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Mass spectrometry technique may aid drug discovery

May 2008
Gary Boas

Nonribosomal peptides and similar natural products have an unparalleled track record in pharmacology that began with the discovery of penicillin. Indeed, nine of the top 20 best-selling drugs were either inspired by or derived from such natural products, said Nuno Bandeira, a researcher with the University of California, San Diego, in La Jolla. However, discovery of such compounds for medical purposes is complicated because there are no methods available for high-throughput sequencing of nonribosomal peptides.

At a Research in Computational Molecular Biology meeting held in Singapore in March, Bandeira and colleagues from the San Diego and Santa Cruz campuses of the University of California reported a mass-spectrometry-based approach to sequencing nonribosomal peptides. They showed that automated de novo sequencing of cyclic nonribosomal peptides is possible using a combination of algorithmic and experimental mass spectrometry techniques.


Researchers have reported a multistage mass spectrometry technique that uses a combination of algorithmic and experimental methods for high-throughput nonribosomal peptides. The technique could contribute to discovery of new drugs based on this type of peptide.

Although multistage mass spectrometry recently gained acceptance as a tool for nonribosomal peptide identification, Bandeira explained, most of the studies thus far have been limited to two stages. In its experiments, his group used multistage mass spectrometry for de novo peptide sequencing and sampling of as many as five stages. Such use, combined with heuristic algorithms for data analysis, allowed the researchers to reconstruct cyclic peptides from a single spectrum and to score them against the remaining spectra.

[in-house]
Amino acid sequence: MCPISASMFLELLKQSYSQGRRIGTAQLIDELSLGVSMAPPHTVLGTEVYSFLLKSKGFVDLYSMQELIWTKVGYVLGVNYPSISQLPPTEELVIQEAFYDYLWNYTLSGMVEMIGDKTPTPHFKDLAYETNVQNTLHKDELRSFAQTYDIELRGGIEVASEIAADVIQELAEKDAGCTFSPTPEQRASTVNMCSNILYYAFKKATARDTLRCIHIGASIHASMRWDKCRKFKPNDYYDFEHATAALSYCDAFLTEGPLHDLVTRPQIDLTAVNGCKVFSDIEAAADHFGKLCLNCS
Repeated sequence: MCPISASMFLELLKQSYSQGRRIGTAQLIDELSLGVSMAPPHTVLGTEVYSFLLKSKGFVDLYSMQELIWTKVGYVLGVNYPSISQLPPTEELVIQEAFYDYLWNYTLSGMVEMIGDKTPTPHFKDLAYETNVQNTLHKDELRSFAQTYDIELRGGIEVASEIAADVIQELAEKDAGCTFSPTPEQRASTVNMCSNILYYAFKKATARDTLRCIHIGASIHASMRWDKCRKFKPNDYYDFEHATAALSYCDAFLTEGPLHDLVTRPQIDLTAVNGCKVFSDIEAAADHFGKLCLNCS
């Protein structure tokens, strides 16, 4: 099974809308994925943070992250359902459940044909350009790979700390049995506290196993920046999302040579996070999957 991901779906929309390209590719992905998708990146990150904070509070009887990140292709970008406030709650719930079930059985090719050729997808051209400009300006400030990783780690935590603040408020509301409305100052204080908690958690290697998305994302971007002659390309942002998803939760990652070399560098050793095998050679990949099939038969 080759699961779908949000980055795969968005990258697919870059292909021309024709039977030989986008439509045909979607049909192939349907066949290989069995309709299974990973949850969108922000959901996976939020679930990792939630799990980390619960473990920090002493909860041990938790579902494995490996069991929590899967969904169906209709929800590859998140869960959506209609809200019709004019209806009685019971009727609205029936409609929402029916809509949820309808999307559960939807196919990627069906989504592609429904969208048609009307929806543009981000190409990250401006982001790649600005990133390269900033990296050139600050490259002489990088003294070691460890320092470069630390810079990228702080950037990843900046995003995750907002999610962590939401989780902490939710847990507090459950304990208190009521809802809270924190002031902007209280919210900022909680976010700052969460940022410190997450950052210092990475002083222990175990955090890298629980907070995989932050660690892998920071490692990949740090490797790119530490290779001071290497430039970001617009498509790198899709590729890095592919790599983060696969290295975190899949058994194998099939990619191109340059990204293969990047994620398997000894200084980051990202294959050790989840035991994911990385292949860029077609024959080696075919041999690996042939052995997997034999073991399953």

The study served as a proof of concept, Bandeira said, demonstrating that the combination of experimental and computational techniques can solve the problem efficiently. He also noted that “an efficient and automated way to sequence [nonribosomal peptides] will immediately benefit all searches for natural compounds of medical importance as well as studies of still poorly understood mechanisms of the nonribosomal peptide synthesis.”

When DNA sequencing is not available, biologists typically call on either Edman degradation or tandem mass spectrometry for sequencing ribosomal peptides. However, neither of these techniques can be applied successfully with nonribosomal peptides because they differ considerably. The described technique therefore addresses important needs in both drug discovery and nonribosomal peptide research.

The researchers hope that the study will resolve what they call a catch-22 when it comes to using mass spectrometry for nonribosomal peptide interpretation. On the one hand, very little mass spectrometry data is available for nonribosomal peptides because information on how to interpret the spectra automatically is limited. On the other hand, the relative dearth of mass spectrometry data for nonribosomal peptides slows development of algorithms needed for interpretation. With the current study, they hope to break “this vicious cycle.”

mass spectrometry
An instrumental technique that utilizes the mass-to-charge ratio of charged particles as recorded from a mass spectrometer in order to determine the mass of a particle as well as the chemical makeup, or elemental ionic composition of a given sample or molecule.
See optical spectrum; visible spectrum.
Biophotonicsmass spectrometryNews & Featuresnonribosomal peptidesspectroscopyspectrum

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